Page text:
Private Capital at Work
By John Beacham
As city centers across the country become increasingly unaffordable, homeowners are looking further afield to find affordable housing options. The COVID-19 pandemic has only made this problem worse as the flight from city centers, combined with new migration patterns, continues to raise prices on homes that were previously accessible to those with lower incomes.
In parts of Maine, where the waitlist for Section 8 housing can be up to five years, local real estate entrepreneurs are working with lenders to renovate and reposition existing housing to meet growing demand—and improve their communities in the process.
Seeing Opportunity Early
Growing up in Windham, Maine, Andrew Maley remembers nearby Westbrook as the mill town with a reputation for being smelly and stinky—a place people generally tried to avoid. Although the mill wasn’t entirely shut down, Maley realized mills weren’t going to be around forever. He also believed places like Westbrook had tremendous promise for new housing and revitalization.
“I grew up seeing this place going through changes every single day and knew it was definitely one of the places to be,” says Maley.
When he turned 18, Maley got into real estate. While he was looking for areas where he could focus his efforts, he went back to the town that had caught his attention years prior: Westbrook, Maine. Still a little rundown, it had a lot of housing stock that was older, in need of lead abatement, or general renovation and remodeling.
Maley started wholesaling, doing general contracting projects, and working on flip homes before solidifying his focus on affordable housing.
“Affordable housing is how I got started. Where I’m headed is toward doing more of it,” Maley said. “You’re helping out the community and helping families—local families—that are coming from overseas into the country, land on their feet.”
The 1-4-unit homes he identified were initially valued at $320,000 average; after repair, they are expected to be $431,000 on average, affordable within the market.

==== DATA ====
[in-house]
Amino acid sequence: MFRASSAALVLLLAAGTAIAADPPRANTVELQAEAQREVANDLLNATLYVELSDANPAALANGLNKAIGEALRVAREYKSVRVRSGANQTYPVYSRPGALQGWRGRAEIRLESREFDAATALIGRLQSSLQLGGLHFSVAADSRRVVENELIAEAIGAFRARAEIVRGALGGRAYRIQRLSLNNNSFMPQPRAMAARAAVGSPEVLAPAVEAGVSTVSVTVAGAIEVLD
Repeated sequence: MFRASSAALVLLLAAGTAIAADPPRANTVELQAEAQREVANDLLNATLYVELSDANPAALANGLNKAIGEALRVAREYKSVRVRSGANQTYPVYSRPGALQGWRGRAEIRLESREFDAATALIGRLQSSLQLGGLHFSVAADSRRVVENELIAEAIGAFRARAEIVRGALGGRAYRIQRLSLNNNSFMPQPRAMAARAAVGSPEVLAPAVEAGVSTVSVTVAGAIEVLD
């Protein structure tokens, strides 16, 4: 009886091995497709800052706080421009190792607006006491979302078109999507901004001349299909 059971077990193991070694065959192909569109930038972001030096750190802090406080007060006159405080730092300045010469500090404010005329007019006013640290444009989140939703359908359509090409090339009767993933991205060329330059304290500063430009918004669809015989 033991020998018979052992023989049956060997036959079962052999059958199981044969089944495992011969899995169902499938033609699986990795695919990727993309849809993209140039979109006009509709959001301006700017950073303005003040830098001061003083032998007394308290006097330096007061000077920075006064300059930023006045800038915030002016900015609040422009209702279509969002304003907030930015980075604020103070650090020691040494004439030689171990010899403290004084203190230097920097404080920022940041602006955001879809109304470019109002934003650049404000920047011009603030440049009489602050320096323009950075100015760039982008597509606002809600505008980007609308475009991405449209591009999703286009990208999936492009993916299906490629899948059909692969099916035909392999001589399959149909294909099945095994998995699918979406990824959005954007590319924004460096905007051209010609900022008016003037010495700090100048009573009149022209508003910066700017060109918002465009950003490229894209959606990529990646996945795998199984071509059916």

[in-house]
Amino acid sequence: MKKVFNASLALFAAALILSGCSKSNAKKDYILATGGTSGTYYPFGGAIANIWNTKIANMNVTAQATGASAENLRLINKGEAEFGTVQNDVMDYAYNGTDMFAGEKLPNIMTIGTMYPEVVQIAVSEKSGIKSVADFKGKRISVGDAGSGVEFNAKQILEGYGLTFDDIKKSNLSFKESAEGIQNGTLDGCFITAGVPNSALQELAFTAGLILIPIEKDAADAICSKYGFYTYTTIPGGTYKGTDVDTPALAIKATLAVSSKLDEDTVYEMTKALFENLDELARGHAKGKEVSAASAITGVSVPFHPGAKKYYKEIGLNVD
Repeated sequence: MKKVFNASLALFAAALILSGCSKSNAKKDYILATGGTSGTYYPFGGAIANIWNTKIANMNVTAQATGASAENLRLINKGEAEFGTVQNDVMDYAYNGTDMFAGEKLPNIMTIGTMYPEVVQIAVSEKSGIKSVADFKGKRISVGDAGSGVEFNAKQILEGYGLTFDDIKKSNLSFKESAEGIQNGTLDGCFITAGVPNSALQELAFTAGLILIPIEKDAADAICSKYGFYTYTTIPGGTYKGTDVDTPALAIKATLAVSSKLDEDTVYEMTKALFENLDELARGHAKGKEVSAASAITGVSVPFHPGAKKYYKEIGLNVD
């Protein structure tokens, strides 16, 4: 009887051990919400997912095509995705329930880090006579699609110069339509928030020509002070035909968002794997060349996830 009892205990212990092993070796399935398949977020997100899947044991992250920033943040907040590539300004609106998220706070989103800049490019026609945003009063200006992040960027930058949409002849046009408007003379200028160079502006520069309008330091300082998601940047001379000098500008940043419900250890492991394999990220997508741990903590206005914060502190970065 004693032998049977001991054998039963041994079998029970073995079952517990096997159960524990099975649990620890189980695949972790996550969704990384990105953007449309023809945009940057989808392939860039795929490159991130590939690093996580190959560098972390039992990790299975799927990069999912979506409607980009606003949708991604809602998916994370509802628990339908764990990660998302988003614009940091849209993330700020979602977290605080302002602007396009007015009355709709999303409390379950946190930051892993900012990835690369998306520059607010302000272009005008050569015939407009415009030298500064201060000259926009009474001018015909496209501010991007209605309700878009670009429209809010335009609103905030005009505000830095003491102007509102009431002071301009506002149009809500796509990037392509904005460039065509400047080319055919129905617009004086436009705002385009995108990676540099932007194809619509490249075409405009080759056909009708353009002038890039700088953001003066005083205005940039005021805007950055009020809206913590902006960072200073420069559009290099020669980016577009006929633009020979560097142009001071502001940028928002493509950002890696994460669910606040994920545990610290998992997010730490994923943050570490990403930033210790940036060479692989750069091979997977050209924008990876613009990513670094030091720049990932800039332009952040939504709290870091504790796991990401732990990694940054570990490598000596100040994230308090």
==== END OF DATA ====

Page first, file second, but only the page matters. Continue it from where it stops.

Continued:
All the properties are located within the 04092 ZIP code, which has a median annual household income of $55,000 ($4,600 per month).
After rehabilitation, the average mortgage payment for the homes is expected to be approximately $1,000 per month, or approximately $500 per unit per month. This represents just 11% ($494/$4,600) of the median household income per family, so it is well below the 30% affordability threshold determined by HUD.
Making It Work
Maley constantly looks for renovation opportunities and owns other companies that support his affordable housing efforts, including a wholesale network he uses to find distressed properties to fix up for the community. He pours the profits back into affordable housing.
“We just did one that was mold-damaged and where the floors were buckled; in short, the whole place had to be remodeled,” Maley said. “After we turned it over, the neighborhood loved it. Everybody was happy not to have the rundown house in the neighborhood. Turning that over and then turning it into affordable housing for people was great.”
Working as a three-man team and leveraging his electrical background, Maley handles the construction. His partner takes care of the office paperwork. Maley pulls in other contractors to help with projects as needed. Despite his small team, there is no lack of demand for renovations given the challenging situation with affordable housing stock.
“There’s actually a 5-year waitlist for Section 8 and affordable housing in our community,” Maley said. “When we finish renovating a property and market it to the government, I have around 150 to 200 people reach out in one day, and it gets filled immediately.”
Maley communicates with local housing authorities and agents each day to review his inventory and try to find matches for local families in need, even before beginning work on the properties.
“Local agents will contact me and say, ‘Hey, do you have a three bedroom, a two bedroom, a one bedroom, or a four bedroom?’ And I’ll flip through what we have and tell them. Then they’ll have somebody come in and take a look at it before it’s renovated. They know what our stuff looks like. And then we’ll sign them up and basically get them ready so that when the project’s done, they’re ready to sign a lease and move in. Then we’ll move onto the next project.”
The young developer’s efforts have led to more than just increased affordable housing stock. His improvements to the community have reverberated across social media, leading to changing perceptions of areas people previously avoided.
“A lot of the impact has been made on social media, because people know the Westbrook area as being run down and dirty. And after we’ve finished projects in some of the grittier areas, people come in and say ‘Wow, this does not look the same.’ It’s mind-boggling how paint, flooring, and a little bit of care can change a property and change people’s preconceived notions about an area.”